WASHINGTON, June 15, 2016 - Representatives of the U.S. agriculture sector say they will keep on fighting to build support in the country and on Capitol Hill for the Trans-Pacific Partnership despite a lack of enthusiasm for their efforts among many members of Congress. 

“We’re not going to give up,” Minnesota Farm Bureau Federation President Kevin Paap told Agri-Pulse after a two-hour House Ways and Means subcommittee hearing on agricultural trade. “This is too important to agriculture … not to continue to push.”

Paap, who testified during the hearing, said he realizes that he and other farm leaders were up against a Congress that doesn’t seem willing to hold a vote this year on the 12-nation trade deal, but he’s still holding out hope. 

Several members of the trade subcommittee, including Chairman Dave Reichert, R-Wash, professed support for the TPP, but leaders in both the House and Senate have been pessimistic about getting a vote on the trade pact this year. Senate Majority Leader Mitch McConnell told Agri-Pulse in April that the prospects of a vote this year looked “bleak.”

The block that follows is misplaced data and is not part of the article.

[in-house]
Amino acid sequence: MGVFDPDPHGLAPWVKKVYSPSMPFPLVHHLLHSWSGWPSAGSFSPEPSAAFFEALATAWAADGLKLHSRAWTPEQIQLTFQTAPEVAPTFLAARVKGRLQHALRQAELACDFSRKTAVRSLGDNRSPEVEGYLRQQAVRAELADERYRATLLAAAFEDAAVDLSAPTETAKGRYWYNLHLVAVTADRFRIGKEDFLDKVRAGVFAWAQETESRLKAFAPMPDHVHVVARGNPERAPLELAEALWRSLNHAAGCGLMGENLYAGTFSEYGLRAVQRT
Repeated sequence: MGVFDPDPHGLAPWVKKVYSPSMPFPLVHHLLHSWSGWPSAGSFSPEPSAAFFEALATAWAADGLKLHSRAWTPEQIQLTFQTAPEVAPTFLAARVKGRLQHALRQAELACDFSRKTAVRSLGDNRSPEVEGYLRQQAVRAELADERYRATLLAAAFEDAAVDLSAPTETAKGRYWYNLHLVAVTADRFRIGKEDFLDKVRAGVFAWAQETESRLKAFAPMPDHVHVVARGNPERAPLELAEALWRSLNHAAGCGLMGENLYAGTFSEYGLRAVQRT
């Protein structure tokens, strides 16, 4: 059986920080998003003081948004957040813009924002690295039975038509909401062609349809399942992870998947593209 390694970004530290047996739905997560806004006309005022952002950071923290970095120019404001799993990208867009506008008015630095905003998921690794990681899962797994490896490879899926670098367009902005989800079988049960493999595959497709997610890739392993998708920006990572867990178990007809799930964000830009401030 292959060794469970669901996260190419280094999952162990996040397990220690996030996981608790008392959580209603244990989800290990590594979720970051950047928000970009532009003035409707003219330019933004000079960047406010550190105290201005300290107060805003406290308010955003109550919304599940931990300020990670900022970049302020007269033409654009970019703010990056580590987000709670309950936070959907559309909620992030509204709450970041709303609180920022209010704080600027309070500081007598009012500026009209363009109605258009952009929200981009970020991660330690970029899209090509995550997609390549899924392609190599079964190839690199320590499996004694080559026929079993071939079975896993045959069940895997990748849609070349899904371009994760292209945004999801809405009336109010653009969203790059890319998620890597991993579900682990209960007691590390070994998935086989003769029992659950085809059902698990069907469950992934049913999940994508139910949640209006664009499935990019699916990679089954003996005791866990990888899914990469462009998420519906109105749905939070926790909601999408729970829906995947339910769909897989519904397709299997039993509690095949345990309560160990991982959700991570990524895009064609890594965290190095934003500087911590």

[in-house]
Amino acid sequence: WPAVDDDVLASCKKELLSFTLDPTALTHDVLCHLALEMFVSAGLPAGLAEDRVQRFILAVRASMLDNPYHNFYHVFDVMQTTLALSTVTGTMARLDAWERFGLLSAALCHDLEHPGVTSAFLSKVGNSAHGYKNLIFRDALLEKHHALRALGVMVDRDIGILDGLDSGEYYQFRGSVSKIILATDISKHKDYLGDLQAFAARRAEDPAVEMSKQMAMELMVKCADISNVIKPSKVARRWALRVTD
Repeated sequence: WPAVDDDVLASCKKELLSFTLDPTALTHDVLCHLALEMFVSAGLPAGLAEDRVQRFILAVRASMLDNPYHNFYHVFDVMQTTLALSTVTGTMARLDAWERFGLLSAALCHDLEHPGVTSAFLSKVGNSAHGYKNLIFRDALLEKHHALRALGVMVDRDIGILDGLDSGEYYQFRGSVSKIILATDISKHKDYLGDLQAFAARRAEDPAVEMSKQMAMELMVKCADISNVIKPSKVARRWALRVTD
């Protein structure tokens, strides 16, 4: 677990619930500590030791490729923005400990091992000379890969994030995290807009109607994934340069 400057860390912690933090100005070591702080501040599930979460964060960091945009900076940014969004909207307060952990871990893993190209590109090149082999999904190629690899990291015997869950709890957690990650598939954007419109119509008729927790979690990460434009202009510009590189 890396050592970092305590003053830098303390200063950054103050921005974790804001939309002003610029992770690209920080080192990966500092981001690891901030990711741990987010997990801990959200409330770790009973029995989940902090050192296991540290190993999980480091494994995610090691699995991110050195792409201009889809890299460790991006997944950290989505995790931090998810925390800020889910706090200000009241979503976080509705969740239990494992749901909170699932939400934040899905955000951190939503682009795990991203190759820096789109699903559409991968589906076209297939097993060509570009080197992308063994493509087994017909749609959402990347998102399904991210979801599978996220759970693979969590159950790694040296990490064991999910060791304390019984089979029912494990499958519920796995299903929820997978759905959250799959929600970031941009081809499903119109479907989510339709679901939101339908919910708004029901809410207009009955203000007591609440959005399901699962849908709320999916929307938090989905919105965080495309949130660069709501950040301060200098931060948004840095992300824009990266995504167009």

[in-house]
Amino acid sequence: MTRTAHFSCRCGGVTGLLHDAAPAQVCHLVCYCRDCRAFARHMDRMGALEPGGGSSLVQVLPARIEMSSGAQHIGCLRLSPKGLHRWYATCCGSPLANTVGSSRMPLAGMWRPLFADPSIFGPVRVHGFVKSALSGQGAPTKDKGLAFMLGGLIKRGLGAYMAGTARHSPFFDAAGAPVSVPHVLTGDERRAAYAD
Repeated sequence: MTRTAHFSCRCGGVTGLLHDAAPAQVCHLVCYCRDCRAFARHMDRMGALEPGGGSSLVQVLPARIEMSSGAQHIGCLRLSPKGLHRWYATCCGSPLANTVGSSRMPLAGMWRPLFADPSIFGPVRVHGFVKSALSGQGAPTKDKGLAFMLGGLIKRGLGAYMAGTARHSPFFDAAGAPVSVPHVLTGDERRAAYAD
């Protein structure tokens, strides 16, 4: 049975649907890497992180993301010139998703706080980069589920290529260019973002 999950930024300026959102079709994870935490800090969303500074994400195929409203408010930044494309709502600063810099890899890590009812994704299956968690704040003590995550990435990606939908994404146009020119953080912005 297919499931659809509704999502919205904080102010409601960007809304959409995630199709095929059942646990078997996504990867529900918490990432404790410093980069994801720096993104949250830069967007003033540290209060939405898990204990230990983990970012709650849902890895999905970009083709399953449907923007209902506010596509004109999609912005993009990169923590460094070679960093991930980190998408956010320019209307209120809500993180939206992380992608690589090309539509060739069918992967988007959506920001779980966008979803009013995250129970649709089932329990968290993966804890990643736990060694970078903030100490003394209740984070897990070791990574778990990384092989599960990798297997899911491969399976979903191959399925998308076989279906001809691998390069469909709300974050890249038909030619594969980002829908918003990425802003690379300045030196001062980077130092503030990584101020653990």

In his testimony, Paap stressed that the trade deal involving the U.S., Australia, Brunei, Canada, Chile, Japan, Malaysia, Mexico, New Zealand, Peru, Singapore and Vietnam may boost net farm income by $4.4 billion annually thanks to steep reduction in tariffs and the removal of sanitary and phytosanitary barriers. 

The benefits alone from Japan’s TPP promises will be a massive boon for U.S. pork exports, National Pork Producers President John Weber told lawmakers. The country is already the most valuable foreign market for U.S. pork producers – worth about $1.58 billion in 2015 – and that’s despite Japan’s steep tariffs. 

Dale Foreman, chairman of the Washington-based Foreman Fruit Company, told lawmakers they must pass TPP because of the tariff reductions that will benefit American apples, pears, cherries and other fruit. 

Vietnam is the sixth-largest foreign market for U.S. apples despite the 10 percent tariff the country imposes and the competition with Australia and New Zealand, neither of which is subject to the tariff. If the TPP is ratified, Foreman said, Vietnam would completely lift the 10 percent levy. 

Reichert agreed with the witnesses that TPP would be a significant help to American farmers, but he also expressed concerns about the government’s ability to enforce provisions of the deal.

“The TPP agreement also holds great promise. It would eliminate or significantly reduce tariffs and quotas for agricultural exports to the fastest growing region in the world,” Reichert said. 

“However, trade agreements must be done right and must be fully implemented and enforced to benefit America’s agricultural producers.” Reichert said he was particularly concerned about Canada not living up to its pledge to increase access to U.S. dairy exports.


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